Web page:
Controversial activist Mildred Owiso set free after run-in with police

Activist Mildred Owiso during an anti-corruption protest in Nairobi in May 2018. PHOTO | FILE | NATION MEDIA GROUP

What you need to know:

  • The activist recorded herself on video ordering a police officer who had apprehended her over an alleged traffic offence to leave her car.

  • Section 96 of the Penal Code criminalises incitement to violence, and a wrongdoer found guilty of the offence could be jailed for up to five years.

Activist and blogger Mildred Owiso, popularly known as Atty, was released last evening on Sh15,000 cash bail after day-long drama with the police.

It was sweet freedom for the activist, who had been arrested on Saturday morning. Police, however, said they will charge her with incitement to violence on Monday.

Her husband Joram Odhiambo, who had also been arrested during Saturday’s raid at their home, was also released on cash bail of Sh15,000, according to Industrial Area OCPD Abdikadir Sheikh.


Buru Buru sub-county police Commander Adamson Bungei earlier said Ms Owiso was arrested for inciting the public to violence on Thursday.

On that day, on Jogoo Road, Ms Owiso recorded herself on video ordering a police officer who had arrested her over an alleged traffic offence to leave her car, saying it was unlawful for a traffic officer to enter a suspected traffic offender’s car.

“She was arrested in connection with incitement to violence. On Thursday, she recorded herself on video asking a uniformed police officer to leave her car on grounds that no law enforcement officer is allowed to enter a motorist’s car to make an arrest, which is not true,” said Mr Bungei.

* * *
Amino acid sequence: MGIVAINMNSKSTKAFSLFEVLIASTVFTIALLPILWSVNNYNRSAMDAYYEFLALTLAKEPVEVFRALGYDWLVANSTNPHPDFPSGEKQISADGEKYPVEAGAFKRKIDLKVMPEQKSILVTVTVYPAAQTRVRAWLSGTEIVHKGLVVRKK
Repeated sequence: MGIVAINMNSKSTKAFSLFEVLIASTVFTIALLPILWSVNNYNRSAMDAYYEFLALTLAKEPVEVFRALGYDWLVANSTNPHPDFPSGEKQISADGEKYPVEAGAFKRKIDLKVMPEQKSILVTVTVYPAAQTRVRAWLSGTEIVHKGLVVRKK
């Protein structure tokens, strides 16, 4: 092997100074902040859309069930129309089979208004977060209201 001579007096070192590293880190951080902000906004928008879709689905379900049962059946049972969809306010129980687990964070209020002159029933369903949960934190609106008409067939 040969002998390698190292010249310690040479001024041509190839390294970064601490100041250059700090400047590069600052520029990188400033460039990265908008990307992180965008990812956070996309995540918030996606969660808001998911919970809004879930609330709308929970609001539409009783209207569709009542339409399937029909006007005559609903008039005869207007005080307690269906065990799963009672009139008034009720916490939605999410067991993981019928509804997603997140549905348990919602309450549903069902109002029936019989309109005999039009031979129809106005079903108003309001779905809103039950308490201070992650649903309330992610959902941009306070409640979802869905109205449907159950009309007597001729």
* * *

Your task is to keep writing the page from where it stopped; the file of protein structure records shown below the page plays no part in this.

Section 96 of the Penal Code criminalises incitement to violence, and a wrongdoer found guilty of the offence could be jailed for up to five years.


“Any person who, without lawful excuse, the burden of proof whereof shall lie upon him, utters, prints or publishes any words, or does any act or thing, indicating or implying that it is or might be desirable to do, or omit to do, any act the doing or omission of which is calculated- (a) to bring death or physical injury to any person or to any class, community or body of persons; or (b) to lead to the damage or destruction of any property; or (c) to prevent or defeat by violence or by other unlawful means the execution or enforcement of any written law or to lead to defiance or disobedience of any such law, or of any lawful authority, is guilty of an offence and is liable to imprisonment for a term not exceeding five years.”

During the dawn arrest on Saturday, almost a dozen police officers raided her house in Savannah Estate and used teargas as they forced their way into her house. The activist streamed the altercation live on her Facebook page, Buyer Beware.

Some officers could be seen jumping over her locked gate while others were seen on top of her house. The arrest was connected to a video clip that she shared on social media of a traffic police officer who entered her car on Jogoo Road over a traffic offence.

In the clip, the controversial blogger adamantly refused to drive to a police station with the male officer in her car. She argued that the officer had no right to enter her car.

According to Traffic Act Section 105, any police officer in uniform is allowed to stop any vehicle on the road and enter it during routine inspection.

“It shall be lawful for any police officer in uniform to stop any vehicle, and for any police officer, licensing officer or inspector, (a) to enter any vehicle; (b) to drive any vehicle or cause any vehicle to be driven; (c) upon reasonable suspicion of any offence under this Act, to order and require the owner of any vehicle to bring the vehicle to him,” the Traffic Act reads in part.